Reference: Thomas Ouldridge, (2011). Coarse-grained modelling of DNA and DNA self-assembly. DPhil. University of Oxford.Citable link to this page:
In this thesis I present a novel coarse-grained model of deoxyribonucleic acid (DNA). The model represents single-stranded DNA as a chain of rigid nucleotides, and includes potentials to represent chain connectivity, excluded volume, hydrogen-bonding and base stacking interactions. The parameterization of these interactions is justified by comparing the model's representation of a range of physical phenomena to experimental data. In particular, the geometrical structure and elastic moduli of duplex DNA, and the flexibility of single-stranded DNA, are shown to be physically reasonable. Additionally, the thermodynamics of single-stranded stacking, duplex hybridization, hairpin formation and more complex motifs are shown to agree well with experimental data.
The model is optimized for capturing the thermodynamic and mechanical changes associated with duplex formation from single strands. Considerable attention is therefore given to ensuring that single-stranded DNA behaves physically, an approach which differs from previous attempts to model DNA. As a result, the model is the first in which an explicit stacking transition is present in single strands, and also the only coarse-grained model to date to capture both hairpin formation within a single strand and duplex formation between strands.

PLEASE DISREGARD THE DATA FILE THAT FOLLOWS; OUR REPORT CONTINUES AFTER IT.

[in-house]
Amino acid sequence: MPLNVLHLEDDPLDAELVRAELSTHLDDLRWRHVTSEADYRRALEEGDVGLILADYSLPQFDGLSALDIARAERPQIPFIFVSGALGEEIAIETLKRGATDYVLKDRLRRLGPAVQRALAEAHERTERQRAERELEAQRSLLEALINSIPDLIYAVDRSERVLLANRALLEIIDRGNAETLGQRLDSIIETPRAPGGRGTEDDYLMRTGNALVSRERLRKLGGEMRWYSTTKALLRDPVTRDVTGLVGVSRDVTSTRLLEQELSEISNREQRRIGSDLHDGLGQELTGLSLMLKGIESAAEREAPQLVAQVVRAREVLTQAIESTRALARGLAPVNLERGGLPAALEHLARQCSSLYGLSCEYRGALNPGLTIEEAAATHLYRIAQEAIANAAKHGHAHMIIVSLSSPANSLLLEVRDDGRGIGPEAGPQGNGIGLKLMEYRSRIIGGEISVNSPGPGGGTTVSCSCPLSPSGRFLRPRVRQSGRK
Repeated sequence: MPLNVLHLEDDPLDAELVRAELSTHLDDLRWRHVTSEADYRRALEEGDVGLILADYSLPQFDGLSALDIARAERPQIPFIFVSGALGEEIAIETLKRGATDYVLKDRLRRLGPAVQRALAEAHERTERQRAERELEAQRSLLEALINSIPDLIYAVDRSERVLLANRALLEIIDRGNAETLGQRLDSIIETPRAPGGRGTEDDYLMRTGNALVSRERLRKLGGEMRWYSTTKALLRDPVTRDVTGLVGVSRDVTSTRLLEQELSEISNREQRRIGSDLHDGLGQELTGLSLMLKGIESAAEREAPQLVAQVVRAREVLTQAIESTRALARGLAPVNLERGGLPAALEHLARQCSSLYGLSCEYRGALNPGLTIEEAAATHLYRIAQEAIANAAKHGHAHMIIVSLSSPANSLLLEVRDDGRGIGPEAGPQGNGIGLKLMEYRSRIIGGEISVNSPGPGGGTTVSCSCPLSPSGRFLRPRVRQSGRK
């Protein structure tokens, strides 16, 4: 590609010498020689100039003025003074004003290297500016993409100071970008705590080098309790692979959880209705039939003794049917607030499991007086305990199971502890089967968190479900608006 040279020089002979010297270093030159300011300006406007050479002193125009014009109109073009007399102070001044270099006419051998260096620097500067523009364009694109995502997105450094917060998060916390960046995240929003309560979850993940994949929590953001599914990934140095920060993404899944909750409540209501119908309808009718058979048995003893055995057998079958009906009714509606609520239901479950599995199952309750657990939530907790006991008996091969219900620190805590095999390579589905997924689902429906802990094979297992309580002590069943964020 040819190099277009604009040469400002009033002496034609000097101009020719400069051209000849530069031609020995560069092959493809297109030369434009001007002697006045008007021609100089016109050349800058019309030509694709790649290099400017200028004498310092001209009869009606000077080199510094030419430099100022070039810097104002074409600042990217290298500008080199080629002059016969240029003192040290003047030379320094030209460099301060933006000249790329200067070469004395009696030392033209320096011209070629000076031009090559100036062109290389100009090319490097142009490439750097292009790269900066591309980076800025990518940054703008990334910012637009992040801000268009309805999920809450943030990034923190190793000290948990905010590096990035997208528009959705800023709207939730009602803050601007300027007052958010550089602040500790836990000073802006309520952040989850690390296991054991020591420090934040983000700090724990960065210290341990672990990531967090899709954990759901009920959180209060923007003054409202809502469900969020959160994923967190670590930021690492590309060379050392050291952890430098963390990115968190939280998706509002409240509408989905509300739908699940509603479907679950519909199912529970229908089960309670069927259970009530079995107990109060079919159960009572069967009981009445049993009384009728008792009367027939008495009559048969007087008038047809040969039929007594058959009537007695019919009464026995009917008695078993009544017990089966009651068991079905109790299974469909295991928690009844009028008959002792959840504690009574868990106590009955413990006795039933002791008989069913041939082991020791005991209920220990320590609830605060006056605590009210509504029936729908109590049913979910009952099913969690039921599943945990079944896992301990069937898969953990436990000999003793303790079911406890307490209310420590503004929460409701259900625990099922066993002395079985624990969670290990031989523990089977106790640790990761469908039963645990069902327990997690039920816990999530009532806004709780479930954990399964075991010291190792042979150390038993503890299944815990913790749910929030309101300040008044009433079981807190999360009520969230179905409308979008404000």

The scope of the model is demonstrated by simulating DNA tweezers, an iconic nanodevice -- the first time that coarse-grained modelling has been applied to dynamic DNA nanotechnology. The simulations suggest that branch migration during toehold-mediated strand displacement -- a central feature of many nanomachines -- does not have a flat free-energy profile, as is generally assumed. This finding may help to explain the observed dependence of displacement rate on toehold length.
Finally, the operation of a two-footed DNA walker on a single-stranded DNA track is considered. The model suggests that several aspects of the walker will reduce its efficiency, including a tendency to bind to an undesired site on the track. Several design modifications are suggested to improve the operation of the walker.
|Digital Origin:||Born digital|
|Type of Award:||DPhil|
|Level of Award:||Doctoral|
|Awarding Institution:||University of Oxford|
|Notes:||An errata has been added to this thesis.|
|Copyright Holder:||Thomas Ouldridge|